While 2014 certainly brought our nation a range of challenges — the outbreak of Ebola in Africa, our fight against ISIL, Washington’s ongoing dysfunction — Coloradans have reasons to be optimistic. This year, we have seen collaboration and compromise, economic growth and encouraging signs for the year to come.
Colorado’s economy is now fourth in the nation for the job growth and unemployment is down to 4.3 percent, a point and a half better than the national average. A year ago, unemployment in the state was 6.5 percent. A ranking of the nation’s top 20 best performing cities for jobs included Boulder, Greeley, Fort Collins and Loveland, and the Denver metro area. Another study ranked Colorado sixth in the nation for highest quality of life.
This year, we welcomed the opening of the U.S. Patent and Trademark Office’s new satellite office in downtown Denver, part of statewide bipartisan effort. It’s a perfect fit for the state, which also had four cities — Boulder, Fort Collins-Loveland, Denver and Colorado Springs — in the nation’s top 10 for density of high-tech startup companies.
These types of bipartisan efforts that have brought us economic drivers like the patent office have also served us well in other initiatives across the state. Despite gridlock in Washington, D.C., Coloradans have actually worked together to find collaborative solutions.
The recently finalized settlement on the Western Slope’s Roan Plateau is a prime example. Originally the subject of a polarizing debate between oil and gas companies interested in developing the plateau and environmental groups intent on preserving the land, a middle-of-the-road compromise emerged. In true-Colorado spirit, the parties came together, focused on shared values and found an acceptable solution to satisfy both sides.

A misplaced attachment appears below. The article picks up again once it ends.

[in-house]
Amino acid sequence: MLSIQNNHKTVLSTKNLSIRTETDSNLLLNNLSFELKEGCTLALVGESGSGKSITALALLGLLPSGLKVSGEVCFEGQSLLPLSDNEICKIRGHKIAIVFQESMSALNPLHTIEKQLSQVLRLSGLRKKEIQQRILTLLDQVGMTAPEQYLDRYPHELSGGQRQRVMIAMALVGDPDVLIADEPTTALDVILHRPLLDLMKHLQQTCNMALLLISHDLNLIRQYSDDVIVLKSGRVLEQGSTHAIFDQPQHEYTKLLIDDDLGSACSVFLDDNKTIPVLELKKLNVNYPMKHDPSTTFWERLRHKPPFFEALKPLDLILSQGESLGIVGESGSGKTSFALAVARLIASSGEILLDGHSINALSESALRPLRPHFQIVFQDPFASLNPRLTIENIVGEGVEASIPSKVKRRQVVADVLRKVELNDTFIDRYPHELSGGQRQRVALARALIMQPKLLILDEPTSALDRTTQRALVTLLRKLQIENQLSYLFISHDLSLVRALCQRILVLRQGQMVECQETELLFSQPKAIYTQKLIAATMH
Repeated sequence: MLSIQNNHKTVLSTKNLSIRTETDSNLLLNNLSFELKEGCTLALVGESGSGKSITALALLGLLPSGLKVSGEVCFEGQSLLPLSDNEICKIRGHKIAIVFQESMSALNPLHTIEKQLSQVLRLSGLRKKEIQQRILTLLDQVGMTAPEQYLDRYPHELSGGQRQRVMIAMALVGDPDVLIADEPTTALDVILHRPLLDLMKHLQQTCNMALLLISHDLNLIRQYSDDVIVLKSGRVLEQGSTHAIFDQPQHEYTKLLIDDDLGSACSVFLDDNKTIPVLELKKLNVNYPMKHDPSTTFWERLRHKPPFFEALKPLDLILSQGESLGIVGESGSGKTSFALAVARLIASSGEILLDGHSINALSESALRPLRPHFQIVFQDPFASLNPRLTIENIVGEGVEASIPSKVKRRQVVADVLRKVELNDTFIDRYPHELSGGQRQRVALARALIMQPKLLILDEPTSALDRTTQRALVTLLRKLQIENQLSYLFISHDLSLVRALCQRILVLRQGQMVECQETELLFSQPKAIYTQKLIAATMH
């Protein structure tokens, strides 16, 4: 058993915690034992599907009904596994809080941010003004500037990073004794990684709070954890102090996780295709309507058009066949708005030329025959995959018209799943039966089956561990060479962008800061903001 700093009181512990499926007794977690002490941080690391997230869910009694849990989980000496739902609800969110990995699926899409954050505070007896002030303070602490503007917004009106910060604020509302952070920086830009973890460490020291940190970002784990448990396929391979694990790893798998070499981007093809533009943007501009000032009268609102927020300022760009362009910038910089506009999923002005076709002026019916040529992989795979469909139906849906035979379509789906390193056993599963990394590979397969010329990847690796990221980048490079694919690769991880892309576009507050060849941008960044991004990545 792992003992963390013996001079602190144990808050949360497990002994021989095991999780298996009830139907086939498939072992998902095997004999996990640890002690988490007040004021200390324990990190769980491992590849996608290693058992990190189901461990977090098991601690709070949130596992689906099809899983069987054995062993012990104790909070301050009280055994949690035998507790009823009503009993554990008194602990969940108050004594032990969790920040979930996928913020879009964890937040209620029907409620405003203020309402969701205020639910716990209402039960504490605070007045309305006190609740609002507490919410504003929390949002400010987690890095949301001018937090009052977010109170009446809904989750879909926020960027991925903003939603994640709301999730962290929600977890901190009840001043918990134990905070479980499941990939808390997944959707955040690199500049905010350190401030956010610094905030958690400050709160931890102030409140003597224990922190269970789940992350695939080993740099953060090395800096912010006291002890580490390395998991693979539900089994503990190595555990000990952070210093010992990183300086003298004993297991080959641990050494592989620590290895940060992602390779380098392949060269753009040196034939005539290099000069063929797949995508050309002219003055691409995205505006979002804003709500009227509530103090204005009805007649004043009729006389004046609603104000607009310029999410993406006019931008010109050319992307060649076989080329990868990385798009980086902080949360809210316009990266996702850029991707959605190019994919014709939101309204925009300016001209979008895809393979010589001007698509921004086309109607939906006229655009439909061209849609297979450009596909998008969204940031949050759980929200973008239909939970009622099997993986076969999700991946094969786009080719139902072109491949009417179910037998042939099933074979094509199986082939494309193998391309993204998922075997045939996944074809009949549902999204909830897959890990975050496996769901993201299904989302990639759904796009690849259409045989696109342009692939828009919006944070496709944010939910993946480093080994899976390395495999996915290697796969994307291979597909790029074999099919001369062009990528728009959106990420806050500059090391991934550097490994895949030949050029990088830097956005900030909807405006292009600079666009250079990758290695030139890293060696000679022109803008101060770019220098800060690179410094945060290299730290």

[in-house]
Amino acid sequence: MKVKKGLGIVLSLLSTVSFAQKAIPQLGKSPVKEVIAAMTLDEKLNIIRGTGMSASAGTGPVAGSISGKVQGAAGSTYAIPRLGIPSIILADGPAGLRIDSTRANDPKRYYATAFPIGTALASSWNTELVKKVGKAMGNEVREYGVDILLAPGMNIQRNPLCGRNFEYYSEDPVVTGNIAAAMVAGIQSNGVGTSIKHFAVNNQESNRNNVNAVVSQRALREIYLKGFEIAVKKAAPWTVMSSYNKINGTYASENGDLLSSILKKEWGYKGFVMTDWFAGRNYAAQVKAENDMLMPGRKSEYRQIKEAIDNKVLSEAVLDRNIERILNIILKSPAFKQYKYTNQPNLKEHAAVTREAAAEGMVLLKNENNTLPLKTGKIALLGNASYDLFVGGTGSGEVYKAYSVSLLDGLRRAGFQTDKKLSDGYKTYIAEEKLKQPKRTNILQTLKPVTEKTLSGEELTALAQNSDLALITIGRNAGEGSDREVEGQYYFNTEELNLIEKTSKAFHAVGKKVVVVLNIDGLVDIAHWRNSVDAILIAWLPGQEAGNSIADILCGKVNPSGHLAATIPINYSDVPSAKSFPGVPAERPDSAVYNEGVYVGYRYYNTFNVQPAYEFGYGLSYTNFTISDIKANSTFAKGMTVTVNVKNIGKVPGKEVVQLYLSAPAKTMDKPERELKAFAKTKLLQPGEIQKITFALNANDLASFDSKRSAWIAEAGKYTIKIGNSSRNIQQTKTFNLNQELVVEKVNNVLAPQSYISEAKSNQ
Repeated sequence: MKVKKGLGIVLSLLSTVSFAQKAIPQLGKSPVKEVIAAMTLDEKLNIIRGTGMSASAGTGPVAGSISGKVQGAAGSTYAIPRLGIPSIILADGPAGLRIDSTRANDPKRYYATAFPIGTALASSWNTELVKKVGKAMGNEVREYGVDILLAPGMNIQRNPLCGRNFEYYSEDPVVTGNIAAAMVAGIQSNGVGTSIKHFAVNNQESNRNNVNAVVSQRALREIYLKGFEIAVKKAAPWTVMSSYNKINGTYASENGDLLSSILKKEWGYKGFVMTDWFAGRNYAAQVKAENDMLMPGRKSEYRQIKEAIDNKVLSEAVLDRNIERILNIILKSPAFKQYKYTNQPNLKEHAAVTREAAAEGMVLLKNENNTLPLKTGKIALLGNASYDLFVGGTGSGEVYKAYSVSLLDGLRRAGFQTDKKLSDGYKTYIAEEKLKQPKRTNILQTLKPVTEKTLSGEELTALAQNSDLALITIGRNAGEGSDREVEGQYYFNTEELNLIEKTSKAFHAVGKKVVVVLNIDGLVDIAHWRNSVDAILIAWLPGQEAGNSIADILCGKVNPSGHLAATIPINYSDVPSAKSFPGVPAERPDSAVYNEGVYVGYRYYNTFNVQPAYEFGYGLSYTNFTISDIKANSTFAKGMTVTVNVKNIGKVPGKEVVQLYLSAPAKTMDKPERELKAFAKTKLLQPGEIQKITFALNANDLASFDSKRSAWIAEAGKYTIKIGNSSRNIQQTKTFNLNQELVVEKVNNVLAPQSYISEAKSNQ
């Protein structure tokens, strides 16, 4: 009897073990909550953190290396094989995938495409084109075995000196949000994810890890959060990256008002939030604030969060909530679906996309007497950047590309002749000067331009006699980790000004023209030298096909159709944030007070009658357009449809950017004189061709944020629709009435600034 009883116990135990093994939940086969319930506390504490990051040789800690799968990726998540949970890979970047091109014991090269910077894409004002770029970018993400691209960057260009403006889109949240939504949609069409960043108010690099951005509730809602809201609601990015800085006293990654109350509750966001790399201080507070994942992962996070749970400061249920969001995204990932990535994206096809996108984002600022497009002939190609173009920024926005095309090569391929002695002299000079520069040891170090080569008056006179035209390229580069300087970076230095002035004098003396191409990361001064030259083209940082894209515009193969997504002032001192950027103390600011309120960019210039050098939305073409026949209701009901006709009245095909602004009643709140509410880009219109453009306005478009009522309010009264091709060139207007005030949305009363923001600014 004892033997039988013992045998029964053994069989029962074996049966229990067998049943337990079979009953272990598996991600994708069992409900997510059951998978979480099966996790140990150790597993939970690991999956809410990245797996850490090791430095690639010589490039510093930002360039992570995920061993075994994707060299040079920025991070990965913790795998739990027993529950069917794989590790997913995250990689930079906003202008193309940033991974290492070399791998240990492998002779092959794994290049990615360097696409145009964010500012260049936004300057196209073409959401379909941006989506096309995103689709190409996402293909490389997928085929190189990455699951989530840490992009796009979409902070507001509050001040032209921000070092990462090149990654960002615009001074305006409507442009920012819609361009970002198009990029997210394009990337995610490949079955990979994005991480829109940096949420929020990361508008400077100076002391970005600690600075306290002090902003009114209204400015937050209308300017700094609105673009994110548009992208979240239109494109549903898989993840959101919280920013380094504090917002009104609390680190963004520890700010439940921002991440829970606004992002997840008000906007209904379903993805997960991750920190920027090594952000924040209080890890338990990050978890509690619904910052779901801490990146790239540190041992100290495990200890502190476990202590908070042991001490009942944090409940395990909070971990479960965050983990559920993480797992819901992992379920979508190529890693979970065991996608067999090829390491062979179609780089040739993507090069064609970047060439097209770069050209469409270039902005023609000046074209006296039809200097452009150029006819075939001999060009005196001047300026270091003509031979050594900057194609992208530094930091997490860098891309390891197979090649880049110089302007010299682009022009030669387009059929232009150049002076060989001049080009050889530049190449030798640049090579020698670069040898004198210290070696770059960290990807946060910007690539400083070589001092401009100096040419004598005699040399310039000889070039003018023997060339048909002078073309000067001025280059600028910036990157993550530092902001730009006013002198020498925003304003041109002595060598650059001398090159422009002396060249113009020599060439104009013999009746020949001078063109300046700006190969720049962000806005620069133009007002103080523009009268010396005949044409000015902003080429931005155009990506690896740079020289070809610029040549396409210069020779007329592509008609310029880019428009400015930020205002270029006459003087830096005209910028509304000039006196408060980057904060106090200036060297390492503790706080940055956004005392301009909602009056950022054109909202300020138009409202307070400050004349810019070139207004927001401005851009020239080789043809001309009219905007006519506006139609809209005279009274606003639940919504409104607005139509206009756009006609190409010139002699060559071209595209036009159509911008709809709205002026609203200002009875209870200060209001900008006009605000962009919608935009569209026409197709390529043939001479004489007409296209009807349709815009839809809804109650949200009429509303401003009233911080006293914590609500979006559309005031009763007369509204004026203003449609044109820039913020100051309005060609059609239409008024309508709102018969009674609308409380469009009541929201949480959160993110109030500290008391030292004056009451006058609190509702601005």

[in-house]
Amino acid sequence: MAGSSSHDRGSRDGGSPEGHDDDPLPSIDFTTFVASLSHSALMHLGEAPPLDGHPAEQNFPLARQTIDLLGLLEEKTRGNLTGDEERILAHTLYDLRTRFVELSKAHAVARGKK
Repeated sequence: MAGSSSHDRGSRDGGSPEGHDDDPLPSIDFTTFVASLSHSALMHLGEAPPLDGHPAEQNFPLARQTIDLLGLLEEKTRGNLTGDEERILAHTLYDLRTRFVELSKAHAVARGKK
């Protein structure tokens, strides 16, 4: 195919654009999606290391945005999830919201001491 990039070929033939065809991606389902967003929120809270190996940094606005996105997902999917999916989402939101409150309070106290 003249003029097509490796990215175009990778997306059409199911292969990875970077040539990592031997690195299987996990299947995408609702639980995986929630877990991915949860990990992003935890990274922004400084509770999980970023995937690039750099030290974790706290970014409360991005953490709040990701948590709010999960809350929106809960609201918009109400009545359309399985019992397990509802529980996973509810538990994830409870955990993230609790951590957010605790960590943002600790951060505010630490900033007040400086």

We were also able to come to a compromise on an updated bill to protect the Hermosa Creek watershed in the San Juan National Forest near Durango. Working with the local communities, we recently joined with Rep. Scott Tipton on a bipartisan bill to protect more than 100,000 acres of the watershed. The bill would also establish a management plan based on recommendations from the Hermosa Creek River Protection Workgroup that includes a wide variety of interested parties including local water officials, conservationists, sportsmen, mountain bikers, off-road-vehicle users, outfitters, property owners and grazing permit holders.
We were able to build a similar coalition of farmers, ranchers, sportsmen and conservationists to craft the Conservation Title of the 2014 bipartisan Farm Bill, which makes it easier for producers to enter into conservation easements. We held dozens of listening sessions across the state to ensure that Colorado priorities were included in the final bill. The passage of the Farm Bill provided farmers and ranchers with the stability that comes with full, five-year food and farm policy and ensures essential resources for our rural communities.
After years of bipartisan work, the U.S. Department of Veterans Affairs announced that they had purchased land to develop a veterans’ cemetery on 374 acres of land in El Paso County. The Pikes Peak region has one of the highest concentrations of veterans in the country and nearby Pueblo is also known as the Home of Heroes, as it is home to four Congressional Medal of Honor recipients. The new cemetery, which has been in the works since 2009, is expected to serve roughly 95,000 veterans and their families.
These are just a few examples of the state’s achievements that allow us to be optimistic in our ability to rise to the occasion and meet the challenges ahead.
In Colorado, bipartisan decision making and collaborative solutions have become the recipe for success in the state. When we meet with folks from the Western Slope to the Eastern Plains, from the Front Range to the San Luis Valley, they all tell us the same thing — they want us to work together. In the coming year, we must continue to keep that tradition alive at all levels of government and continue moving the state forward in 2015.